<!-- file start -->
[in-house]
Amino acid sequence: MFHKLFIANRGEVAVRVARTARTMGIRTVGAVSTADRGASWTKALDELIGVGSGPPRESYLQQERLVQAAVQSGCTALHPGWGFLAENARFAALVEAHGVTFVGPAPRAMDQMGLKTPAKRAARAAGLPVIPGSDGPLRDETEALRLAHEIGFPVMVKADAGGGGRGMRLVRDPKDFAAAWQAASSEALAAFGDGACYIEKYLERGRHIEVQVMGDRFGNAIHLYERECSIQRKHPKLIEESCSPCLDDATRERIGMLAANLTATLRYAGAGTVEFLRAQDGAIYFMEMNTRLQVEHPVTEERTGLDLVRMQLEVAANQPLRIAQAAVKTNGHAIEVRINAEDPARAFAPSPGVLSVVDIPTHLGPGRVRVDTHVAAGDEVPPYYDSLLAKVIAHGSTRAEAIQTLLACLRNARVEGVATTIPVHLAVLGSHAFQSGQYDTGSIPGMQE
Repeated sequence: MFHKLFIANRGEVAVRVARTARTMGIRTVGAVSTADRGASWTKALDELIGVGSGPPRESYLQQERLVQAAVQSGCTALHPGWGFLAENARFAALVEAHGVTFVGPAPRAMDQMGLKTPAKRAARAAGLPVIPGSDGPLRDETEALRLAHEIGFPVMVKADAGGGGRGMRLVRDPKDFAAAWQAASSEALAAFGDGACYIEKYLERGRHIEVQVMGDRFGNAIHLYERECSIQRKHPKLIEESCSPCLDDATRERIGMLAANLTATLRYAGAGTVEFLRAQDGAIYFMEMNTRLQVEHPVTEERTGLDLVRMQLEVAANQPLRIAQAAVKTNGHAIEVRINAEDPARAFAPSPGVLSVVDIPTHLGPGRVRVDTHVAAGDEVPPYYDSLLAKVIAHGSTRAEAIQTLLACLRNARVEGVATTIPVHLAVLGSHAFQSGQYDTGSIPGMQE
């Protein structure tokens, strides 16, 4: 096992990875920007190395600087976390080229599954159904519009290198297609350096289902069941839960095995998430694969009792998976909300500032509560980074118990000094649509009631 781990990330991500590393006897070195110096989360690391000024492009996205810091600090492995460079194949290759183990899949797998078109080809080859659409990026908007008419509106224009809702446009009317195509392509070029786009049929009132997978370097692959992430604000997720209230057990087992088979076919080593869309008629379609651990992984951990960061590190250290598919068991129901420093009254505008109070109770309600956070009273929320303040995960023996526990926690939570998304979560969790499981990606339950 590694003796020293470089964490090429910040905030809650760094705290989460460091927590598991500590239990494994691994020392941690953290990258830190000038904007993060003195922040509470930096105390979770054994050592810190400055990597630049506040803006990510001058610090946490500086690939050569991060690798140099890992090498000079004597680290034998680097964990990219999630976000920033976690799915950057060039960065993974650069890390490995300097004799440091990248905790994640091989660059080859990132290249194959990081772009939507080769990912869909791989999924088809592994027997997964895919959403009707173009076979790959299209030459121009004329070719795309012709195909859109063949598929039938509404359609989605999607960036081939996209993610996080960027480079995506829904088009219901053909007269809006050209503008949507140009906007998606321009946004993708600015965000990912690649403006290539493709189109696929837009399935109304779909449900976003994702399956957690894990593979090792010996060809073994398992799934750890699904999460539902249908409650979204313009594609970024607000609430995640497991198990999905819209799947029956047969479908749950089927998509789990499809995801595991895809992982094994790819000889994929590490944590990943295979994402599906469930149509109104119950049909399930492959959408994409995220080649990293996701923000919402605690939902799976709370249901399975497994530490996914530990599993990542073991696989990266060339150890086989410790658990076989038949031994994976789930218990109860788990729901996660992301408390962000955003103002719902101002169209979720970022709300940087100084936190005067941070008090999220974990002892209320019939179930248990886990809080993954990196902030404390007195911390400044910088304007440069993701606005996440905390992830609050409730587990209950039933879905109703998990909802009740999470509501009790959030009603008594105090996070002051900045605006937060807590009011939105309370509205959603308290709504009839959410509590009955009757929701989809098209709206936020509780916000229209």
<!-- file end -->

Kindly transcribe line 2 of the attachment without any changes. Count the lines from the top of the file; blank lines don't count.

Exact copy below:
Amino acid sequence: MFHKLFIANRGEVAVRVARTARTMGIRTVGAVSTADRGASWTKALDELIGVGSGPPRESYLQQERLVQAAVQSGCTALHPGWGFLAENARFAALVEAHGVTFVGPAPRAMDQMGLKTPAKRAARAAGLPVIPGSDGPLRDETEALRLAHEIGFPVMVKADAGGGGRGMRLVRDPKDFAAAWQAASSEALAAFGDGACYIEKYLERGRHIEVQVMGDRFGNAIHLYERECSIQRKHPKLIEESCSPCLDDATRERIGMLAANLTATLRYAGAGTVEFLRAQDGAIYFMEMNTRLQVEHPVTEERTGLDLVRMQLEVAANQPLRIAQAAVKTNGHAIEVRINAEDPARAFAPSPGVLSVVDIPTHLGPGRVRVDTHVAAGDEVPPYYDSLLAKVIAHGSTRAEAIQTLLACLRNARVEGVATTIPVHLAVLGSHAFQSGQYDTGSIPGMQE